However, multiple tests must still be organized to ensure driverless trucks are safe before they can be approved on the roads and highways. Self-driving trucks are managed using radars, laser scanners, cameras and GPS antennas that connect with piloting software.
According to Pierre-François Le Faou, trucking partner development manager at Waymo, the self-driving group at Google's parent company Alphabet, each time they drive a mile or a kilometer in real life, they re-simulate a thousand more times on the computer by changing hundreds of parameters. (Related: Google gives driverless cars the green light for business, but are we really ready for AI piloted vehicles on our roads?)
And Waymo is not alone in the driverless business because Embark Technology, a self-driving technology startup, is also operating an autonomous trucking lane between Houston and San Antonio. Aurora, which is co-founded by a former Waymo worker, will also start three terminals and a new 635-mile (1,000 kilometers) route in Texas this year.
None of the three companies agreed to show one of its vehicles to media – a sign of competitiveness in the autonomous trucking industry.
"I think that everybody who is in the autonomous trucking business is in Texas. Even if they don't advertise it," said Srikanth Saripalli, director of the Center for Autonomous Vehicles and Sensor Systems at Texas A&M University.
The corporations didn't land in Texas by accident, as the state has the biggest number of truck drivers aside from having many qualified engineers. The sunny climate of the state is also great for the trucks' sensors, and Mexico exports 85 percent of its cargo to Texas by road.
Houston and Dallas, two of the largest cities in Texas, are primary freight centers and the state's level distances are perfect for long-haul transport.
Local legislation in Texas is also friendly to driverless vehicles. Texas passed a law in 2018 that basically gave autonomous cars a similar status as conventional vehicles. "You need insurance and you need to follow the rules of the road, but other than that Texas does not impose any other regulations," said Saripalli.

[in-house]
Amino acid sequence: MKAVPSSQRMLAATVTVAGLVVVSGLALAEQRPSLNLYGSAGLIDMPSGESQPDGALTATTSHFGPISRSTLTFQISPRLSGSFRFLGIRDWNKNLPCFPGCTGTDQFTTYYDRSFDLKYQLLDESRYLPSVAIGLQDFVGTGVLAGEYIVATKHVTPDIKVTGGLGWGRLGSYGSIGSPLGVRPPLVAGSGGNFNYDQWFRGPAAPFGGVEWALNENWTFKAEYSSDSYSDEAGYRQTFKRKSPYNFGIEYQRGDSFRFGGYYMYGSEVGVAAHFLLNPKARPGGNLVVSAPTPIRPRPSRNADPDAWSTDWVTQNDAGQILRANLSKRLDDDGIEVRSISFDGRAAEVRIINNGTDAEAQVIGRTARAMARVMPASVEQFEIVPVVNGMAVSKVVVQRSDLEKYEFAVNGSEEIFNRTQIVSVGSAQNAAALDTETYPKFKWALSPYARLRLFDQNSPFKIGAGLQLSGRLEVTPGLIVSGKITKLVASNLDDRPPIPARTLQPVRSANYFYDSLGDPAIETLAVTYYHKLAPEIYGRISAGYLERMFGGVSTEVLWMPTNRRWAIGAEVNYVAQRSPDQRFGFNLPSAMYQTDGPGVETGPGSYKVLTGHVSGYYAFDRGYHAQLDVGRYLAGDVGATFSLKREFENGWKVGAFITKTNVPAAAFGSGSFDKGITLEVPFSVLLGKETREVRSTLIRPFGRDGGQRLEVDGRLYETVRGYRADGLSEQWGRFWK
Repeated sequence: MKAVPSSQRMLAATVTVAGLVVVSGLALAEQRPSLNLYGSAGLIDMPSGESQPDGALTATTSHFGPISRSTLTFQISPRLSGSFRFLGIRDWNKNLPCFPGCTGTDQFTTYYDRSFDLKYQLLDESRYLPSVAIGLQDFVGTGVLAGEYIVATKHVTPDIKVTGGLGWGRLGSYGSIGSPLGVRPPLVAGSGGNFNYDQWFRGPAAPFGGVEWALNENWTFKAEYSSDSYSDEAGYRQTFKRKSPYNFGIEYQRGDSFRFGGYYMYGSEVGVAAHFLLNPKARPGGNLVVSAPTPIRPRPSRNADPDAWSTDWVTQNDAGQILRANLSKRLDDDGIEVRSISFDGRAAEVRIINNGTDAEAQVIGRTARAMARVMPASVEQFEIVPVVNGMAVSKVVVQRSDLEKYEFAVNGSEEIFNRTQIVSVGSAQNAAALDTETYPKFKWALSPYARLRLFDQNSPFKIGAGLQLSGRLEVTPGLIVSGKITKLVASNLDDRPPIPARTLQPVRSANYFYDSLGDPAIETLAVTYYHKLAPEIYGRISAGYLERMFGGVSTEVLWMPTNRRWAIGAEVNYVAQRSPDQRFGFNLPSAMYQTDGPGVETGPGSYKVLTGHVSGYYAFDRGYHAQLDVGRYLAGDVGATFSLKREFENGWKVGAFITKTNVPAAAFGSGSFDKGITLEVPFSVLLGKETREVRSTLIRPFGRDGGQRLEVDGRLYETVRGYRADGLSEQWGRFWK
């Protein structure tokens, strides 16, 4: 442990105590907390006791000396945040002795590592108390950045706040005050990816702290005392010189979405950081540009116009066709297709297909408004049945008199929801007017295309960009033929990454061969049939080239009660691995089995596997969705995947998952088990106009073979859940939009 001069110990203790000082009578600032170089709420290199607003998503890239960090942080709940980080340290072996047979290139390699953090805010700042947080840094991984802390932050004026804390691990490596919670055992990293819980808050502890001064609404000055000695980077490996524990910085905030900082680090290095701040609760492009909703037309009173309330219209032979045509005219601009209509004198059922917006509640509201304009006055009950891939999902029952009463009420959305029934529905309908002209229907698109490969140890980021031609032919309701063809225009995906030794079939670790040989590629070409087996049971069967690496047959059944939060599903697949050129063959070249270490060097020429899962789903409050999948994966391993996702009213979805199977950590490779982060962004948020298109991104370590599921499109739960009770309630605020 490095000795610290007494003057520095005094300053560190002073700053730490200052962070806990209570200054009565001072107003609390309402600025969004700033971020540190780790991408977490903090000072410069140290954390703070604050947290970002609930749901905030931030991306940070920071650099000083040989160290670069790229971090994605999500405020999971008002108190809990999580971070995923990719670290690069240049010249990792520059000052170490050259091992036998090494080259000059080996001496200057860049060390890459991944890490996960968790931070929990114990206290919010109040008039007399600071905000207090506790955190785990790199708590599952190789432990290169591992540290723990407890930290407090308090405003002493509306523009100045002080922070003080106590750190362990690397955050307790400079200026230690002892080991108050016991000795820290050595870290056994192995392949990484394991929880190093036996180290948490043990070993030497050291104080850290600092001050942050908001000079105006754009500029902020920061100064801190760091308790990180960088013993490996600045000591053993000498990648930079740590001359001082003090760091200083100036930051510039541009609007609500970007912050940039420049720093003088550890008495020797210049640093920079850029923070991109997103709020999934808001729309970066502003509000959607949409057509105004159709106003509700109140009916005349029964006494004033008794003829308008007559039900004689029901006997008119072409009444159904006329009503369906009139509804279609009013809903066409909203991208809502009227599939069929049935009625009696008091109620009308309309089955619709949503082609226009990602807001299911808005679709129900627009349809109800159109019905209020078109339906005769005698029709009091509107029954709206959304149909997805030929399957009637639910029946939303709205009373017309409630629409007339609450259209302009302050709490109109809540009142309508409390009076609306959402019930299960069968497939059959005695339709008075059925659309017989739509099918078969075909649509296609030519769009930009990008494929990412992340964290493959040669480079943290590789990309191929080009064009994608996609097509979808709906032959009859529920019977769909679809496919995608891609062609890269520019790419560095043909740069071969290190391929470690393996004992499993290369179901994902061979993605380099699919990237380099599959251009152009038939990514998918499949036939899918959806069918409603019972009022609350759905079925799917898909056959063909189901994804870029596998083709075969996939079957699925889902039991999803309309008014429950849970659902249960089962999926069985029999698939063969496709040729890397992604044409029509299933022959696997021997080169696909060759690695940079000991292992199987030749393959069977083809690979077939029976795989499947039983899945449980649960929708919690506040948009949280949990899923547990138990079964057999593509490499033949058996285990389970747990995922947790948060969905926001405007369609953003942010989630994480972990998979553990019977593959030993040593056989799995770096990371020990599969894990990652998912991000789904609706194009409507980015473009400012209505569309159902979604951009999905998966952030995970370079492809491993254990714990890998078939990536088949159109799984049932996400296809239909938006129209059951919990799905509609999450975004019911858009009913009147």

With trucking being an essential part of the U.S. economy, corporations view self-driving as a way to reduce risk and cut costs because autonomous vehicles don't require mandatory breaks and don't get tired.
According to Aurora, it will take a person three days to drive a truck from Los Angeles to Dallas while a self-driving huge truck based on its estimate will complete the trip in 24 hours.
It will be almost twice as cheap since the per-mile cost would drop from $1.76 to $0.96 if the truck is driverless.
Embark Technology CEO and co-founder Alex Rodrigues said that self-driving trucks will be critical in fighting the present shortage of long-haul truck drivers in the U.S., some of whom are not willing to be away from their families for weeks.
"Right now, there are containers sitting in the port of LA not getting moved," Rodrigues said.
Rodrigues said the self-driving truck industry will build "attractive" jobs for local drivers, who will manage the autonomous trucks at transfer points and drive them to their eventual destination points.
However, around 294,000 trucking jobs would be endangered by the industry's automation based on a 2018 study done by Steve Viscelli, a sociologist at the University of Pennsylvania and an expert on freight transportation and automation.
According to Viscelli, the disruption to the industry will be severe.
"I've identified two segments that I think are most at-risk. And that's refrigerated and dry van truckload with about 200,000 trucking jobs. And then there's what they call line haul with 80,000-90,000 jobs," Viscelli said.
Meanwhile, truckers are cautious of the new technology, especially how it will react when a human, like a police officer, gives orders on the road during an emergency.
The companies of the driverless vehicles said that they are working on all the possible scenarios but won't disclose their business secrets.
Sam Loesche, a representative for the Teamsters and 600,000 truckers, said that it's going to be a problem. He believes that there isn't enough federal, state or local government supervision on the new technology.
"A lot of this information, understandably, is proprietary. Tech companies want to keep secret until they can kind of get it right. The problem is that, in the meantime, they're testing this technology next to you as you drive down the road," Loesche said.
Watch the video below to know more about AI-driven vehicles.
This video is from the Opposing the Matrix channel on Brighteon.com.
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